The Olympic Games brings together the best swimmers in the world. Studying the changes in anthropometric measurements of the Olympic swimming champions can demonstrate how the size and shape of athletes have changed over 100 years of sport.
The Tokyo 2020 winner Caeleb Dressel has been added to the table, but the graphs have not been updated with his details.
Anthropometric Measures of Olympic Champions
Here is a table of the height, weight and body mass index (BMI) of the male Olympic 100m freestyle champions for nearly every Olympiad. The graphs presented below show how these measures have changed over time. Generally, the winning swimmers have become taller and heavier.
|1904||Zoltán Halmay||62.8||1.87 m / 6 ft 1.5 in||83 kg / 183 lb||23.7|
|1906||Charles Daniels||73.0||1.83 m / 6 ft 0 in||70 kg / 154 lb||20.9|
|1908||Charles Daniels||65.6||1.83 m / 6 ft 0 in||70 kg / 154 lb||20.9|
|1912||Duke Kahanamoku||63.4||1.86 m / 6 ft 1 in||86 kg / 190 lb||24.9|
|1920||Duke Kahanamoku||60.4||1.86 m / 6 ft 1 in||86 kg / 190 lb||24.9|
|1924||Johnny Weissmuller||59.0||1.91 m / 6 ft 3 in||88.5 kg / 195 lb||24.3|
|1928||Johnny Weissmuller||58.6||1.91 m / 6 ft 3 in||88.5 kg / 195 lb||24.3|
|1932||Yasuji Miyazaki||58.2||1.79 m / 5 ft 10 in||66 kg / 146 lb||20.6|
|1952||Clarke Scholes||57.4||1.91 m / 6 ft 3 in||79 kg / 174 lb||21.7|
|1956||Jon Henricks||55.4||1.82 m / 6 ft 0 in||78 kg / 172 lb||23.5|
|1960||John Devitt||55.2||1.85 m / 6 ft 1 in||85 kg / 187 lb||24.8|
|1964||Don Schollander||53.4||1.80 m / 5 ft 11 in||79 kg / 174 lb||24.4|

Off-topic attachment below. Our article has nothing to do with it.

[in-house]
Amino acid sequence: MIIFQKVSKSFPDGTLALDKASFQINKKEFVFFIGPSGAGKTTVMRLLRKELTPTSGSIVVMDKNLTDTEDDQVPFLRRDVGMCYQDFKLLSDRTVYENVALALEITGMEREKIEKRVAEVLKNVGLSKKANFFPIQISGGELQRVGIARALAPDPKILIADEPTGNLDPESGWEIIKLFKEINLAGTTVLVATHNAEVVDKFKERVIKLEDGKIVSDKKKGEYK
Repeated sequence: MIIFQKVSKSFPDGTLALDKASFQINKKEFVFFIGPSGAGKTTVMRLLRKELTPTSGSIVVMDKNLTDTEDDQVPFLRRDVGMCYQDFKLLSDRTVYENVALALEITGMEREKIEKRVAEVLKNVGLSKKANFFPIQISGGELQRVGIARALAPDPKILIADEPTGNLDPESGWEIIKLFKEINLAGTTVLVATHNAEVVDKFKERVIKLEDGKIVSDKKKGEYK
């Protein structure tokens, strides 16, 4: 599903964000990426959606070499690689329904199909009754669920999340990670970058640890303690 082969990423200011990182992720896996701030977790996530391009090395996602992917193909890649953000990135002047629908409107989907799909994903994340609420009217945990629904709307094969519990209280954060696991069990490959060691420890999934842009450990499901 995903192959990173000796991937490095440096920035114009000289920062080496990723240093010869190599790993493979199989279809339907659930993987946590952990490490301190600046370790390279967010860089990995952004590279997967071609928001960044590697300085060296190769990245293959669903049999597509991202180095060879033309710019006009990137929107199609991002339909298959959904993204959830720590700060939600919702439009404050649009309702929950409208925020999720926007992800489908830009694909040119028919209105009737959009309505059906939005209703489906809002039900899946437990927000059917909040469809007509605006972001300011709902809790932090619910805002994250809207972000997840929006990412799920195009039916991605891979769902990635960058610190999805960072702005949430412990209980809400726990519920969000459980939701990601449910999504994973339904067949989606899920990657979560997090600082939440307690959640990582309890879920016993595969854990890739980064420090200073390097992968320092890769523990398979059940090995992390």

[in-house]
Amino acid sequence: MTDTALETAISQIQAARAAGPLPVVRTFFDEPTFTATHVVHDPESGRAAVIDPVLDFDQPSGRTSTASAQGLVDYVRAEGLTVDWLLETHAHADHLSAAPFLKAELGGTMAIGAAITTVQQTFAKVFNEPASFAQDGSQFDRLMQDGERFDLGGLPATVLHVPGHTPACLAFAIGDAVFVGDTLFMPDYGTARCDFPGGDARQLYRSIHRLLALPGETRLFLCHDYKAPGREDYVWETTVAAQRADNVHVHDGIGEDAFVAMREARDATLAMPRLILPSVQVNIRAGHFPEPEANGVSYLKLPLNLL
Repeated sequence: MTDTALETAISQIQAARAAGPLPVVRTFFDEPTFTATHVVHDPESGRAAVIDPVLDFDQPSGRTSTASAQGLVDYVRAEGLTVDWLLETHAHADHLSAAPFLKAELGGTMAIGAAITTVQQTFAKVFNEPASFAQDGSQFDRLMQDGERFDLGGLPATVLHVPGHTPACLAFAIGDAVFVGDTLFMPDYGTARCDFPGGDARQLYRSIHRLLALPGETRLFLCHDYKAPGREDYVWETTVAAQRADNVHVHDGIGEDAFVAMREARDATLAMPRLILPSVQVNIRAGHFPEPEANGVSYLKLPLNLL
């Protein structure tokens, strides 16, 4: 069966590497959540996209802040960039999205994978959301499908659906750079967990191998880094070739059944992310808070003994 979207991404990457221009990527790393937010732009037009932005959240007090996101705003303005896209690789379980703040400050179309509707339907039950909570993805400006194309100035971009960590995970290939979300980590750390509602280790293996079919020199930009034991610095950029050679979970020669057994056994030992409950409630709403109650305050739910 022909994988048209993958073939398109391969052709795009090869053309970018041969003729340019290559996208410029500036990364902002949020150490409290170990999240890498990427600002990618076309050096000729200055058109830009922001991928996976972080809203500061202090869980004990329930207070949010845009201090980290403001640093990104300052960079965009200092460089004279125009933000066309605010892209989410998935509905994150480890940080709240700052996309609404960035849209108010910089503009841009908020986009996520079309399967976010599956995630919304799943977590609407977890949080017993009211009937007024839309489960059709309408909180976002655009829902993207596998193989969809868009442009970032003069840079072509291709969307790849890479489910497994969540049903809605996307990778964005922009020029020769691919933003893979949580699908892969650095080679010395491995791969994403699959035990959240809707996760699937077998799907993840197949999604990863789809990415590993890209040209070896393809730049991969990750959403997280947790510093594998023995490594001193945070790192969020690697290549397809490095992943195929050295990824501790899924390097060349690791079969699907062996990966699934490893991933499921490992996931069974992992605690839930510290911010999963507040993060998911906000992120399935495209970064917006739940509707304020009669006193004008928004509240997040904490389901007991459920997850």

|1968||Michael Wenden||52.2||1.84 m / 6 ft 0.5 in||76 kg / 168 lb||22.4|
|1972||Mark Spitz||51.22||1.83 m / 6 ft 0 in||73 kg / 161 lb||21.8|
|1976||Jim Montgomery||49.99||1.91 m / 6 ft 3 in||88 kg / 194 lb||24.1|
|1980||Jörg Woithe||50.40||1.98 m / 6 ft 6 in||105 kg / 231 lb||26.8|
|1984||Rowdy Gaines||49.80||1.85 m / 6 ft 1 in||73 kg / 161 lb||21.3|
|1988||Matt Biondi||48.63||2.01 m / 6 ft 7 in||95 kg / 209 lb||23.5|
|1992||Alexander Popov||49.02||1.97 m / 6 ft 5.5 in||87 kg / 192 lb||22.4|
|1996||Alexander Popov||48.74||1.97 m / 6 ft 5.5 in||87 kg / 192 lb||22.4|
|2000||Pieter van den Hoogenband||48.30||1.93 m / 6 ft 4 in||80 kg / 180 lb||21.5|
|2004||Pieter van den Hoogenband||48.17||1.93 m / 6 ft 4 in||80 kg / 180 lb||21.5|
|2008||Alain Bernard||47.21||1.96 m / 6 ft 5 in||90 kg / 200 lb||23.4|
|2012||Nathan Adrian||47.52||1.98 m / 6 ft 6 in||103 kg / 227 lb||26.3|
|2016||Kyle Chalmers||47.58||1.94 m / 6 ft 4 in||90 kg / 198 lb||23.9|
|2021||Caeleb Dressel||47.02||1.91m / 6 ft 3 in||88 kg / 194 lb||24.1|
source: height and weight data was collected from Wikipedia profiles of each athlete, and when none was available, from the sports-reference.com website.
Notes: No data was found for 1948 winner Walter "Wally" Ris, though he is described as tall and also looks it too in a photo found online.
Height changes over time
The average height of the Olympic 100m freestyle champion has significantly increased since the 1904 Games. The tallest winner has been Matt Biondi in 1988 at 2.01 m (6 ft 7 in), and since then all winners have been 1.93 m (6 ft 4 in) or taller.
Weight changes over time
The weight of the Olympic 100m freestyle champion has generally increased since the early Olympic Games, in line with changes in height. The heaviest was the 2012 winner Nathan Adrian at 103 kg / 227 lb. The 1932 winner Japan's Yasuji Miyazaki was only 66 kg (146 lb). Don Schollander in 1964 was just 1 cm taller, but weighed 13 kg (29 lbs) heavier.
BMI changes over time
The BMI of the Olympic 100m freestyle champion has varied from 20.6 up to 26.8. The current champion Nathan Adrian has a BMI of 26.3, a result of a large muscle mass (obvious from photos). Two time winner Alexander Popov was of similar height, but with much less muscle. He weighed 87 kg (192 lb) compared to Adrian's 103 kg (227 lb).
Note: This analysis is for illustrative purposes only. The data was from different sources, and may also not accurately represent their measurements at the time of their race.
- Details of the Olympic Games 100m freestyle
- Anthropometry of Olympic Athletes
- See a similar analysis of Olympic 100m sprint champions
- Athlete Body Size Changes Over Time
- Sport Specific Anthropometry, including Swimming Anthropometry
- about BMI
- Science and the Olympics
- Olympics Anthropology Days